Middle-income families have also been struggling to meet sharply higher tuition bills and health insurance premiums. To make ends meet, they’ve taken on substantial debt, worked longer hours, and endured longer commutes to work. In the parts of the country where inequality has grown most, we’ve seen the biggest increases in bankruptcy filings and the biggest increases in divorce rates.
Many have been harshly critical of families that borrowed more than they could reasonably hope to repay. If they couldn’t afford larger houses and more expensive weddings for their daughters, these critics say, they should have just scaled back. But that charge ignores the importance of context in meeting basic goals.
All parents, for example, want to send their children to the best possible schools. But a good school is a relative concept. It’s one that’s better than most other schools in your area. In every country, the better schools are those that serve students whose families live in more expensive neighborhoods. So if a family is to achieve its goal, it must outbid similar families for a house in a neighborhood served by such a school. Failure to do so often means having to send your kids to a school with metal detectors at the front entrance and students who score in the 20th percentile in reading and math. Most families will do everything possible to avoid having to send their children to a school like that.
But because of the logic of musical chairs, many are inevitably frustrated. No matter how aggressively everyone bids for a house in a better school district, half of all students must attend schools in the bottom half of the school quality distribution. As in the familiar stadium metaphor, all stand, hoping for a better view, only to discover that no one sees any better than if all had remained comfortably seated.
Parents confront similar dilemmas when deciding how much to spend on a child’s coming-of-age party or wedding. The expenditure cascades spawned by higher spending at the top in those categories have raised expectations about how one should mark important social milestones. Of course, a family always has the option to spend considerably less on such events than most of its peers do. But it can do so only by disappointing loved ones, or by courting the impression that it failed to appreciate the importance of the occasion they were celebrating. By creating runaway demands for credit, growing income disparities also helped spawn the housing bubble that gave us the financial crisis of 2008, the lingering effects of which have forced many OWS protesters to try to launch their careers in by far the most inhospitable labor market we’ve seen since the Great Depression. Even those recent graduates who manage to find jobs will suffer a lifelong penalty in reduced wages.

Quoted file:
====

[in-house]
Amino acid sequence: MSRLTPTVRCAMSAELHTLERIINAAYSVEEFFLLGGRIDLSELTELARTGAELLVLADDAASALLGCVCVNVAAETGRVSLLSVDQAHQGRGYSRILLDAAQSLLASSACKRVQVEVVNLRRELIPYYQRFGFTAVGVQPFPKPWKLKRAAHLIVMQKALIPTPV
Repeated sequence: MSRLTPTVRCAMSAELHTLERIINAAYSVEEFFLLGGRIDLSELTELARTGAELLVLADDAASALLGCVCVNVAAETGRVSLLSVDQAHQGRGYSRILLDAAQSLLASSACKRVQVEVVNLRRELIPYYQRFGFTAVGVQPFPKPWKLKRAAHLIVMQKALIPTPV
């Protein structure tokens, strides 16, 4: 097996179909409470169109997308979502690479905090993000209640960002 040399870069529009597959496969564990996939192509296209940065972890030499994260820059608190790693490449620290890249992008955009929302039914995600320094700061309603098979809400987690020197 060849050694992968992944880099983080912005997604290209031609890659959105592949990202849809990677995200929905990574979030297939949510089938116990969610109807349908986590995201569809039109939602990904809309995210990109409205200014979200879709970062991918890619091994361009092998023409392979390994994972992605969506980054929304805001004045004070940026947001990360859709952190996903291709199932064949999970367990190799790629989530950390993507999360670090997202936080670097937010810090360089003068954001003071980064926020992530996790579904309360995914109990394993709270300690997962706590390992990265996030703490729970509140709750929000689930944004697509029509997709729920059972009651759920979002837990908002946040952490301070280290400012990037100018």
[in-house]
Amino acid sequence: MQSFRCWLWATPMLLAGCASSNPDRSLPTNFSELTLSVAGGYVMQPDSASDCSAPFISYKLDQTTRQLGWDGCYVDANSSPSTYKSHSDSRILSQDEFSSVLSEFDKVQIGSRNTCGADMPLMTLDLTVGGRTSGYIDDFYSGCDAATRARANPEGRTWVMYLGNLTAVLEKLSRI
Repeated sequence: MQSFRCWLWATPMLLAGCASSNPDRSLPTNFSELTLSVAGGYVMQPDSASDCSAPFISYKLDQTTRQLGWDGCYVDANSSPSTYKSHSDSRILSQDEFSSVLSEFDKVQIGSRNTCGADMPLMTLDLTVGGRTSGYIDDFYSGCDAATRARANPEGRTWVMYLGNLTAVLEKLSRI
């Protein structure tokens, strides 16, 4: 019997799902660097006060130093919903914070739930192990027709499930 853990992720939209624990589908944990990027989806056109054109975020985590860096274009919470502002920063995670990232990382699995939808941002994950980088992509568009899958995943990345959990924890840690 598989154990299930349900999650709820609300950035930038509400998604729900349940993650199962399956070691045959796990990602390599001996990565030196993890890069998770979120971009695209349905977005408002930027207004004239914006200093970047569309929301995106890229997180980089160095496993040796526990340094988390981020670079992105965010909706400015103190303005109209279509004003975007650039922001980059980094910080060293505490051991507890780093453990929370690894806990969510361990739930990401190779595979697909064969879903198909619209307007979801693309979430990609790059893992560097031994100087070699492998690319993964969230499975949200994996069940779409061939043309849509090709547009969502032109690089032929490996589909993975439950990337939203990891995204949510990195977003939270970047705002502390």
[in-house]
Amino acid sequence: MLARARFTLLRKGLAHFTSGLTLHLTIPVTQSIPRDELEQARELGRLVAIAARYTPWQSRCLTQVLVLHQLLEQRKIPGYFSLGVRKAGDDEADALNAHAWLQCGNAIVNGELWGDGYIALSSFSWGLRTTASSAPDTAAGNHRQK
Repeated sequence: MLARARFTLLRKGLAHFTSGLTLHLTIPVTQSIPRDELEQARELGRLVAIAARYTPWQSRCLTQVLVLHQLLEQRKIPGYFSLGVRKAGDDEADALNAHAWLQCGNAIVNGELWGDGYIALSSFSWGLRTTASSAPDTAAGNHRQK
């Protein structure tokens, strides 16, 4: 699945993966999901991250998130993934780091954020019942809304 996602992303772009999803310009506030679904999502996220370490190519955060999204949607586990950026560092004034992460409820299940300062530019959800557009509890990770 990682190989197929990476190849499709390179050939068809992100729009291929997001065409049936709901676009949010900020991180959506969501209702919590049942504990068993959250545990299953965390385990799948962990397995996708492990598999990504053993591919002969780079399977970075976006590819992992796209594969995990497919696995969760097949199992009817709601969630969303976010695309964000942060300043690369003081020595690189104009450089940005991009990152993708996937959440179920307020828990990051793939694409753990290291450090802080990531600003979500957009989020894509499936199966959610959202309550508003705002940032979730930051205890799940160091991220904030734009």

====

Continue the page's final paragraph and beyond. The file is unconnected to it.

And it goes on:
In short, it is no exaggeration to say that rising inequality has driven many of the 99 percent into a financial ditch.
Adding insult to injury, it hasn’t really accomplished anything of value for its ostensible beneficiaries, the top 1 percent. They’ve all built bigger mansions and staged more lavish parties, yes, but in so doing, they’ve simply raised the bar that defines what’s considered adequate in these categories.
In short, the growing income inequality that OWS protesters are calling to our attention is not the nonissue that many of the movement’s critics say it is. Growing income disparities have imposed enormous costs on almost everyone. OWS protesters have performed an important public service by urging the government to take inequality more seriously.
Tomorrow: Why has inequality been growing?
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